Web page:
Grieving people want you to know
We asked people who have lost a loved one to share their best piece of advice for supporters:
Part of people's response to grief comes from a place of wanting to help, wanting the other person not to be sad or suffering. Uh, and, and it's okay to let someone be sad. It's okay to let them have their feelings, um, and you'll find out who, who the people are, who can be with you when you're sad and when you're crying.
In the moment, and then many times forever after, you don't know what you need. And I think a lot of my closest family really struggled with the fact that I wasn't telling them what we needed.
I think that when you are in the midst of grief, the people that kind of rise up to the top and support you through it, in the acute and in the chronic stages of grief. They are, they're the people that never ask for anything. They just continue to support you, and validate you, and acknowledge without asking for anything in return. There's, there's nothing like that.
The people that have supported me the most, have supported my family the most at a very empiric level say that, "We see you," that "We're here for you," and that, "I'm giving this to you because I think that this is hard, that, that you're suffering." And you just, they don't want a thank you card. They don't want to know how the soup tasted (laughs). They don't, they don't ask any other question after that.
That's what, that's what it looks like to me. And I've had, I've had some really close friends who at, at work and my outside of work life who have just asked me, you know they've asked me about how to be a supportive person to someone who is in grief when you don't know how to do it. and I tell them that, I tell them to be consistent and to give without asking anything in return. They show up, and then they show up again, they show up again. They do something, and they ask for nothing in return. Not even a conversation. Not even answering the doorbell. They'll knock once, leave it on the front step, and walk away.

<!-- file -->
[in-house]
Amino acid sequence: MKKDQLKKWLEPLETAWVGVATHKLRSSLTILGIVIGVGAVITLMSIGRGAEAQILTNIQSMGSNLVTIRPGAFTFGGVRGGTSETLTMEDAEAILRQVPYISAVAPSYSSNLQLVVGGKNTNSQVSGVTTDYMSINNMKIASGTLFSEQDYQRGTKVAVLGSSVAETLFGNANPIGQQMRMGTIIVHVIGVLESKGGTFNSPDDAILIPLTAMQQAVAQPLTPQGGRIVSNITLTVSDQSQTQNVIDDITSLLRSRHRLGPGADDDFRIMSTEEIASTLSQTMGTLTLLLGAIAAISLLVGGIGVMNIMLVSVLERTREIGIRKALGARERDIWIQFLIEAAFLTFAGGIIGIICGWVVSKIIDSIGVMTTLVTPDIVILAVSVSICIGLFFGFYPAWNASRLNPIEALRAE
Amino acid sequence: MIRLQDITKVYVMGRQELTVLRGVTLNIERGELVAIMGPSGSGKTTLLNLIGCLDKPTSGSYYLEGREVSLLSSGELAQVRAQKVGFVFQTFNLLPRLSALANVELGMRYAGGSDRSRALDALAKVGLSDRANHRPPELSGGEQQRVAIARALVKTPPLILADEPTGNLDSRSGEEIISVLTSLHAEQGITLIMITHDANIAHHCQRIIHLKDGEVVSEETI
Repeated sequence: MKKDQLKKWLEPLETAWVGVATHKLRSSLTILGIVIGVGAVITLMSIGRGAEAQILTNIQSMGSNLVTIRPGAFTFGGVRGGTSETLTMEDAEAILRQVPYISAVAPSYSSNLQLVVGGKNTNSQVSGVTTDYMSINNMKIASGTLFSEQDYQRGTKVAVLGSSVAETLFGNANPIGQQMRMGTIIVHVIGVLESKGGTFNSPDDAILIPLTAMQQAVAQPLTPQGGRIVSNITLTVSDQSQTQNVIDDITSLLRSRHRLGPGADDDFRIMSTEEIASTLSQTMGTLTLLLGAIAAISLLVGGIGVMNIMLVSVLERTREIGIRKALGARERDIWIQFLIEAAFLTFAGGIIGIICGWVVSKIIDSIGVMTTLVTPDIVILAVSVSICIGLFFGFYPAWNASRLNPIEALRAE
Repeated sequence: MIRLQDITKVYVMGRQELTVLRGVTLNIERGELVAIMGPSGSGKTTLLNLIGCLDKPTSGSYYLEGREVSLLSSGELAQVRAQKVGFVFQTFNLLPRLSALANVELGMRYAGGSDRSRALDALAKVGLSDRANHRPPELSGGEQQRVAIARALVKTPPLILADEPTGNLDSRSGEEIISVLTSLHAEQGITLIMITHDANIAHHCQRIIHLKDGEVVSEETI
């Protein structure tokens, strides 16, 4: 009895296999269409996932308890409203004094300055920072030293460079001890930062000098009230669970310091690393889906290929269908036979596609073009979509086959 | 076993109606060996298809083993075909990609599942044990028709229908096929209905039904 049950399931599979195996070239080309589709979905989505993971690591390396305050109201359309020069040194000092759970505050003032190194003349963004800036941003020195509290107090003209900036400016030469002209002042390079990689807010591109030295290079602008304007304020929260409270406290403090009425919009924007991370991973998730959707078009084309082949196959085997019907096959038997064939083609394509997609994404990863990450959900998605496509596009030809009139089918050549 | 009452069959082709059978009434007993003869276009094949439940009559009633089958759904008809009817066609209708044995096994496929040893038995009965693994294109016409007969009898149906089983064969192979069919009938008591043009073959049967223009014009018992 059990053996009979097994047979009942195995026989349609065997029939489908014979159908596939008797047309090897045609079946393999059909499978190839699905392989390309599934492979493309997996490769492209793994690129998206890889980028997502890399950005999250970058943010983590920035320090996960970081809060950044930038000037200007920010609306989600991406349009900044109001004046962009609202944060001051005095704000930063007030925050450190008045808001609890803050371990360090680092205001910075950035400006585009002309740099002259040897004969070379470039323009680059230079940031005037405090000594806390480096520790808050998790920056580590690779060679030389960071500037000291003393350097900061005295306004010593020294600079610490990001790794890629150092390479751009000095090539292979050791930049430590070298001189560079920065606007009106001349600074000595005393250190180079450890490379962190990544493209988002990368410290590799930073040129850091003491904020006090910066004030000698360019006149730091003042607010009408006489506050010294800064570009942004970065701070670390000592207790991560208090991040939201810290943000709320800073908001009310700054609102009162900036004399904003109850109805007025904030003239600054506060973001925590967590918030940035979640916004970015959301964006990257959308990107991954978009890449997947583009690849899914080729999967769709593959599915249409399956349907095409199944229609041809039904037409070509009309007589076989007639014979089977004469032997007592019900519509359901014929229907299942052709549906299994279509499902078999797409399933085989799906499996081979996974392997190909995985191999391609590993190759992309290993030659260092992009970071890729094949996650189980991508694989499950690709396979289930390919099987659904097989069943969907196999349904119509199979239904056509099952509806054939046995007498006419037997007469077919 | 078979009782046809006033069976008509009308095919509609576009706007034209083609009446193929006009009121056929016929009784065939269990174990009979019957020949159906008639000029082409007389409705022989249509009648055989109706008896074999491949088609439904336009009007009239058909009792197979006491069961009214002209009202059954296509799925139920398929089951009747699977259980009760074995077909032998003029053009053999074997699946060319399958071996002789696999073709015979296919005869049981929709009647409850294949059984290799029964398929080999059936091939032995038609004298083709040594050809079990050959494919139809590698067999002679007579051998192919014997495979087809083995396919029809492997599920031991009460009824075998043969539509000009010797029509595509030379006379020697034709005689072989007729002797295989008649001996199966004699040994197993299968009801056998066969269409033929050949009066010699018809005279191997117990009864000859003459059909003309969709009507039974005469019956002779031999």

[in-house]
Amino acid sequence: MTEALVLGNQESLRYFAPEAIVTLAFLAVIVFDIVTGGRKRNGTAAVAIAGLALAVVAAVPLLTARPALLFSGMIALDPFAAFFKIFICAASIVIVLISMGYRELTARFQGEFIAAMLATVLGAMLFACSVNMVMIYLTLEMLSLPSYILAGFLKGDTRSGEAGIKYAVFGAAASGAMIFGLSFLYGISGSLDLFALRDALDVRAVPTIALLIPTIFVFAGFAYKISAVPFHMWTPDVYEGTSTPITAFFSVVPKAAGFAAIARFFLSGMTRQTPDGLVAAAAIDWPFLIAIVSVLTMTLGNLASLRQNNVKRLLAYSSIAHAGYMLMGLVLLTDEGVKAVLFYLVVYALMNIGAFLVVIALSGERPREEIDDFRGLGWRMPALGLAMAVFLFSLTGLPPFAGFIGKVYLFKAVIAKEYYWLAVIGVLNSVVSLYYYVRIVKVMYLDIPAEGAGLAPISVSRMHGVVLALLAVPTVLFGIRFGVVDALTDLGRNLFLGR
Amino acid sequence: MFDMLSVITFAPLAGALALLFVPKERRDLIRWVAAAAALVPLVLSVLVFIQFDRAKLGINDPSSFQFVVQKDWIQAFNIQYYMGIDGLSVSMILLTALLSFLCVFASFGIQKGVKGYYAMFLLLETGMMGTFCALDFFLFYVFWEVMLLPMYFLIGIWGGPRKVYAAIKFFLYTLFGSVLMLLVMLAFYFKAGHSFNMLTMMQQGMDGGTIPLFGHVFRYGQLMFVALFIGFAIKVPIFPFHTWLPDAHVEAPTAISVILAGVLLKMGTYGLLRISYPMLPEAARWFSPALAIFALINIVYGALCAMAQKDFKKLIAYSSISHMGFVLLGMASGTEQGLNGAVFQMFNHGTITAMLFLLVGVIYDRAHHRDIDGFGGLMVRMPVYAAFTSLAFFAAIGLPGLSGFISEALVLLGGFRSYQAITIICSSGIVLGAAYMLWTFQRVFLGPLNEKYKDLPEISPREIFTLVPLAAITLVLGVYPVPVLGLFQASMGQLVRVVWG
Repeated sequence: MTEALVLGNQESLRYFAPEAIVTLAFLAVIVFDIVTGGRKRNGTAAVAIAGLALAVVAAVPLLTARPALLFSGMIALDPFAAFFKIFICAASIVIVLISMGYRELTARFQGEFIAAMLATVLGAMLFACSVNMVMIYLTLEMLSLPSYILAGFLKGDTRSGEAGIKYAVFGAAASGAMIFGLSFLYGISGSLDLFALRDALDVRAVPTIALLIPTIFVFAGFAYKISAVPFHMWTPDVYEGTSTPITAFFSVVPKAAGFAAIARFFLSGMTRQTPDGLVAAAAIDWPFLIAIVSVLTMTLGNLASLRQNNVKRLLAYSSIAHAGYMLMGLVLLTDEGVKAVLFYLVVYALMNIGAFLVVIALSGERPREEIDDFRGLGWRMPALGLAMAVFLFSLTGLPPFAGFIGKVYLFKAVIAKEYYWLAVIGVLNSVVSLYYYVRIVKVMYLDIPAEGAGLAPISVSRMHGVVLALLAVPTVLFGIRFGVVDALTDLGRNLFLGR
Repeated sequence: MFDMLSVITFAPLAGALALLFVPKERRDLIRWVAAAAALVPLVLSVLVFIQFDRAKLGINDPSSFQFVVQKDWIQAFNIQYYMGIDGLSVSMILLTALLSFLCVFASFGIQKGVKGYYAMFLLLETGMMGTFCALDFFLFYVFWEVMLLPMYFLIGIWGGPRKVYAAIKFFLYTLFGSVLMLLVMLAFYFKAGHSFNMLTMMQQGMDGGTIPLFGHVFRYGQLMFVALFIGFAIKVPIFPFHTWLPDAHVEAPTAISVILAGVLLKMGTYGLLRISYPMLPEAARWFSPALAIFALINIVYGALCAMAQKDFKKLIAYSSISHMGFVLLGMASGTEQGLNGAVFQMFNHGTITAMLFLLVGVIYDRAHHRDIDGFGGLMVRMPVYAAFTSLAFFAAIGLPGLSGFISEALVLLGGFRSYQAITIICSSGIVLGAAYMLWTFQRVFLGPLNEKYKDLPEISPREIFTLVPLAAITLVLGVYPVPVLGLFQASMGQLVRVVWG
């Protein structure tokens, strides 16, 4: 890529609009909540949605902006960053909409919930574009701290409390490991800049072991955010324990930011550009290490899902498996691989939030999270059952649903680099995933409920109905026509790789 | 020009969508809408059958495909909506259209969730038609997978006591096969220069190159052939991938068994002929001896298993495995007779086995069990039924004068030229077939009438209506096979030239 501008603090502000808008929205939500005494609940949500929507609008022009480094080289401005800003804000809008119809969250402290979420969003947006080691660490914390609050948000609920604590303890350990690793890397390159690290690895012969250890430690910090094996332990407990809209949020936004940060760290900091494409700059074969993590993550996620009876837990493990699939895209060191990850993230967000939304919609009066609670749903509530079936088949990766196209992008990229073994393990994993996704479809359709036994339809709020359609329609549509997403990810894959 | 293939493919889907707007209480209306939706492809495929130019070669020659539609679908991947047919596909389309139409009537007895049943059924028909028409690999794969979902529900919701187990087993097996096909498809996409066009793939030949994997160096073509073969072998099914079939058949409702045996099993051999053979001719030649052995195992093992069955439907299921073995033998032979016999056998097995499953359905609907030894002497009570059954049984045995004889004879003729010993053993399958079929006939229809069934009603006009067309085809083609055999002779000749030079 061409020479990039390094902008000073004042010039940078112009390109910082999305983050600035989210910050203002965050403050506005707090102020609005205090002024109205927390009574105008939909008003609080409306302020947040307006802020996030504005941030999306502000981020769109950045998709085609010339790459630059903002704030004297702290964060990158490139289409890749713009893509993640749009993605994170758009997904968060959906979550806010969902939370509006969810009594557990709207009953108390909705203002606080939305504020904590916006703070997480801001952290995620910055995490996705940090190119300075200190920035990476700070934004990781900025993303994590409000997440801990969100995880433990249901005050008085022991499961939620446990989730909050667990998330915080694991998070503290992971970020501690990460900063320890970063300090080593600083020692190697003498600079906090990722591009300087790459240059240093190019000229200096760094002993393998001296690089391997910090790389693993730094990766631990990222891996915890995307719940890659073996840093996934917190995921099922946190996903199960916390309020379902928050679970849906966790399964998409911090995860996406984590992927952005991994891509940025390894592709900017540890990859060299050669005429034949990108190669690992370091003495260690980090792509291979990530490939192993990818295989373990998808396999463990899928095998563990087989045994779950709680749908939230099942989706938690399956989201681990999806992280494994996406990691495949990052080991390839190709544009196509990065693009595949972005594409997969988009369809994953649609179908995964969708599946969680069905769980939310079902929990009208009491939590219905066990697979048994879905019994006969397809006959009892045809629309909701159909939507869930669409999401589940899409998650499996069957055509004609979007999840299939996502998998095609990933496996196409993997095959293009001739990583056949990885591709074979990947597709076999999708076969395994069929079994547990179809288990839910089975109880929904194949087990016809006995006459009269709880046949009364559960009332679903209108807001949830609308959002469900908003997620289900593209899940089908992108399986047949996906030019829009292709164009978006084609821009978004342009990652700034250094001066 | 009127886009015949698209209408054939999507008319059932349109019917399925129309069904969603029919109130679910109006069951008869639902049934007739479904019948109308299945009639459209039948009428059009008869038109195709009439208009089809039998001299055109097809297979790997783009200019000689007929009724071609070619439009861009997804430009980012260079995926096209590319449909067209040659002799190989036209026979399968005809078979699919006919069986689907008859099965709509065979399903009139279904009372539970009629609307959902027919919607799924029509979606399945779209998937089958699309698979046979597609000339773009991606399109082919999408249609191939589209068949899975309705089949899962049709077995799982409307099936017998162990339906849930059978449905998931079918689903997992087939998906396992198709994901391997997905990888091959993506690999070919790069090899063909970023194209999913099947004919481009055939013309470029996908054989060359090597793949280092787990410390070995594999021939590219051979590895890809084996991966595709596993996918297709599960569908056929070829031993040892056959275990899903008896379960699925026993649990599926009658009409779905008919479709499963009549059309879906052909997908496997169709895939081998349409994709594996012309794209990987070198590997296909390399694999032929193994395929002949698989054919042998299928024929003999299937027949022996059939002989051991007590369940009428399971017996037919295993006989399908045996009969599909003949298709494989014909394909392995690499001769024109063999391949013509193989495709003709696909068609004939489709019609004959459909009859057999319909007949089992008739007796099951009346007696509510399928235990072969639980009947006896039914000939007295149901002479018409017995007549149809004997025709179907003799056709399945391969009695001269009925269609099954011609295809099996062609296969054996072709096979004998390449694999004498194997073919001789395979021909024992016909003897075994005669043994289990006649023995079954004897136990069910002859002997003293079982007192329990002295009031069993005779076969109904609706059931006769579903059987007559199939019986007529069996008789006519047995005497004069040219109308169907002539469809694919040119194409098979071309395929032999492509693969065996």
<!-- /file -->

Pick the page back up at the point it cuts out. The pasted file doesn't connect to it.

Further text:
One of the nights, I remember not too long after I lost Drew, it'd probably been a couple of months. So I was still pretty raw. Um, a friend had me over for a glass of wine, and we as we sat and talked, um, I don't know how to explain it, that it was a different type of conversation than I had been having with other people. And maybe part of that is because, um, she has a son who has some mental issues and has had struggles. And, um, so she asked me some questions that were not, um, they weren't, they weren't probing inappropriate questions. They were just questions from the position of wanting to understand how I felt.
"Tell me how it was like, tell me how it feels." You know, it wasn't, it wasn't anyone saying, you must feel this, this, this at all. Right? It was the opposite of that. It was, I can't imagine how that feels tell me.
And so it was an opportunity for me to be able to talk and say some things to someone that I hadn't maybe said yet and to share some things that I hadn't shared yet. That conversation really meant a lot.
One of the things that I definitely try to do to help other people going through this process. I look at, you know, okay, what were some of the major issues that I had? And also, you know, what am I capable of, of offering to somebody?
And especially going through sort of a long-term illness, uh, there's lots of ups and downs. And, you know, when you have a normal relationship with your mother, um, there ... or with anybody that you love, it's not all roses all the time. You're gonna get mad. You're gonna get upset. And in a, you know, non-terminal illness situation (laughs), um, you express those feelings. And nobody thinks that that's a problem. Everybody knows, well, of course you love your mom. You're just like, mad at her today.
But when your mom is sick and could die any time, um, it's, nobody wants to hear anything negative. Right? Oh, no. Like, you, you start to say, oh, I'm really mad at my mom today. They're just like, oh, but, but think about how much you love her. And it's like, yes, obviously I love her. And, yes, obviously like, I'm not gonna stay ... but I just need to let it out.
And I felt that a lot of people didn't get that, and it's like, well, I can ... if I could just let out this frustration that I have, because she's doing something that's she's done all her life, and it irritates me. It's irritated me since I was a child, and it still irritates me, and I just need to say it. So that ... and I can't, I don't wanna say it to her face like I would if she was healthy, because I don't wanna have that interaction with her. But I need to say it to somebody.